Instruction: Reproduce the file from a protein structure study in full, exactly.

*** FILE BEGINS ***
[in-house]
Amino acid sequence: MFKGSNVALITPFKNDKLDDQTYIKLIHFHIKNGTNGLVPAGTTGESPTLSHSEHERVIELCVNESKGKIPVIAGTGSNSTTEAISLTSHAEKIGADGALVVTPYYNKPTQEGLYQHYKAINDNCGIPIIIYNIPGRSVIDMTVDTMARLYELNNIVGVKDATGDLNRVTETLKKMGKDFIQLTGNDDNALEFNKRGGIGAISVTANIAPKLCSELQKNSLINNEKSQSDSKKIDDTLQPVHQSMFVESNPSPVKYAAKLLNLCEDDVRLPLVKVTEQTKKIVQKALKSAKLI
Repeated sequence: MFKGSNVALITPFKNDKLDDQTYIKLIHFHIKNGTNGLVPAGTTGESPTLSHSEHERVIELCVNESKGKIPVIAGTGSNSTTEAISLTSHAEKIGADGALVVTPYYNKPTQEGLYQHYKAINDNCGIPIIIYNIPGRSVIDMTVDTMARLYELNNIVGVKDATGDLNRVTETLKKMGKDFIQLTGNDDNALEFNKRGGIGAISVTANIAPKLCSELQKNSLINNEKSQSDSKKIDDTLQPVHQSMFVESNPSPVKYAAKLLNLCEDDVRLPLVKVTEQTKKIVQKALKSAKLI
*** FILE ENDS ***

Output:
[in-house]
Amino acid sequence: MFKGSNVALITPFKNDKLDDQTYIKLIHFHIKNGTNGLVPAGTTGESPTLSHSEHERVIELCVNESKGKIPVIAGTGSNSTTEAISLTSHAEKIGADGALVVTPYYNKPTQEGLYQHYKAINDNCGIPIIIYNIPGRSVIDMTVDTMARLYELNNIVGVKDATGDLNRVTETLKKMGKDFIQLTGNDDNALEFNKRGGIGAISVTANIAPKLCSELQKNSLINNEKSQSDSKKIDDTLQPVHQSMFVESNPSPVKYAAKLLNLCEDDVRLPLVKVTEQTKKIVQKALKSAKLI
Repeated sequence: MFKGSNVALITPFKNDKLDDQTYIKLIHFHIKNGTNGLVPAGTTGESPTLSHSEHERVIELCVNESKGKIPVIAGTGSNSTTEAISLTSHAEKIGADGALVVTPYYNKPTQEGLYQHYKAINDNCGIPIIIYNIPGRSVIDMTVDTMARLYELNNIVGVKDATGDLNRVTETLKKMGKDFIQLTGNDDNALEFNKRGGIGAISVTANIAPKLCSELQKNSLINNEKSQSDSKKIDDTLQPVHQSMFVESNPSPVKYAAKLLNLCEDDVRLPLVKVTEQTKKIVQKALKSAKLI